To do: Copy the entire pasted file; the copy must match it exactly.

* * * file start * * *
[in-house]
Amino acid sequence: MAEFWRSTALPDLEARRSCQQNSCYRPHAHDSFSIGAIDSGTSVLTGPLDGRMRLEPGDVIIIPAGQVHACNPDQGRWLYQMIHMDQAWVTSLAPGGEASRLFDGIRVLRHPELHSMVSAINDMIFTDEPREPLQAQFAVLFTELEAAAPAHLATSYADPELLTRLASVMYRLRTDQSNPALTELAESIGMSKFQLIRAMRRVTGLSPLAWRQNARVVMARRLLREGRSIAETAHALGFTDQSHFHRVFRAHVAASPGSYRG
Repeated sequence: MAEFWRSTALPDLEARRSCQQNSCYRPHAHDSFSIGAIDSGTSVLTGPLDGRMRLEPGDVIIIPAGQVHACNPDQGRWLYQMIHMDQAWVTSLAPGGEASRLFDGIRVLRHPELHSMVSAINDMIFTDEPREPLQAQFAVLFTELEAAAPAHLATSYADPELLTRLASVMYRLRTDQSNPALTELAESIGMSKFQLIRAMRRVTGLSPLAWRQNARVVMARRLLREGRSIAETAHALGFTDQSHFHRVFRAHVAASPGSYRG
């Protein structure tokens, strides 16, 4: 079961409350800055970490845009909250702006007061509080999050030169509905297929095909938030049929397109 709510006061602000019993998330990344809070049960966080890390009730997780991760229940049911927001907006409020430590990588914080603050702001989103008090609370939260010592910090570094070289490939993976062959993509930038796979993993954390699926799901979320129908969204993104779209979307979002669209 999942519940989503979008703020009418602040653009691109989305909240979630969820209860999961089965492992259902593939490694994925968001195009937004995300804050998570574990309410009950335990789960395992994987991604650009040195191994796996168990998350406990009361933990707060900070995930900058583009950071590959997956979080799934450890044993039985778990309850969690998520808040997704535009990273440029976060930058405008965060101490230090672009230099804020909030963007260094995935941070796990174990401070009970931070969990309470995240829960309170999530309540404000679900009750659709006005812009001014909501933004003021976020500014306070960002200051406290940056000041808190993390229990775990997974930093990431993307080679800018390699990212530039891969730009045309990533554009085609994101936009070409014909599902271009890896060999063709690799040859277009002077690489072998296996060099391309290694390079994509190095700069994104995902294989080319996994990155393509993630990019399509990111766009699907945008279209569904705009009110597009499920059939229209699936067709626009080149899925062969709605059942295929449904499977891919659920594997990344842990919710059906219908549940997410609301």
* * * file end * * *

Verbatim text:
[in-house]
Amino acid sequence: MAEFWRSTALPDLEARRSCQQNSCYRPHAHDSFSIGAIDSGTSVLTGPLDGRMRLEPGDVIIIPAGQVHACNPDQGRWLYQMIHMDQAWVTSLAPGGEASRLFDGIRVLRHPELHSMVSAINDMIFTDEPREPLQAQFAVLFTELEAAAPAHLATSYADPELLTRLASVMYRLRTDQSNPALTELAESIGMSKFQLIRAMRRVTGLSPLAWRQNARVVMARRLLREGRSIAETAHALGFTDQSHFHRVFRAHVAASPGSYRG
Repeated sequence: MAEFWRSTALPDLEARRSCQQNSCYRPHAHDSFSIGAIDSGTSVLTGPLDGRMRLEPGDVIIIPAGQVHACNPDQGRWLYQMIHMDQAWVTSLAPGGEASRLFDGIRVLRHPELHSMVSAINDMIFTDEPREPLQAQFAVLFTELEAAAPAHLATSYADPELLTRLASVMYRLRTDQSNPALTELAESIGMSKFQLIRAMRRVTGLSPLAWRQNARVVMARRLLREGRSIAETAHALGFTDQSHFHRVFRAHVAASPGSYRG
């Protein structure tokens, strides 16, 4: 079961409350800055970490845009909250702006007061509080999050030169509905297929095909938030049929397109 709510006061602000019993998330990344809070049960966080890390009730997780991760229940049911927001907006409020430590990588914080603050702001989103008090609370939260010592910090570094070289490939993976062959993509930038796979993993954390699926799901979320129908969204993104779209979307979002669209 999942519940989503979008703020009418602040653009691109989305909240979630969820209860999961089965492992259902593939490694994925968001195009937004995300804050998570574990309410009950335990789960395992994987991604650009040195191994796996168990998350406990009361933990707060900070995930900058583009950071590959997956979080799934450890044993039985778990309850969690998520808040997704535009990273440029976060930058405008965060101490230090672009230099804020909030963007260094995935941070796990174990401070009970931070969990309470995240829960309170999530309540404000679900009750659709006005812009001014909501933004003021976020500014306070960002200051406290940056000041808190993390229990775990997974930093990431993307080679800018390699990212530039891969730009045309990533554009085609994101936009070409014909599902271009890896060999063709690799040859277009002077690489072998296996060099391309290694390079994509190095700069994104995902294989080319996994990155393509993630990019399509990111766009699907945008279209569904705009009110597009499920059939229209699936067709626009080149899925062969709605059942295929449904499977891919659920594997990344842990919710059906219908549940997410609301």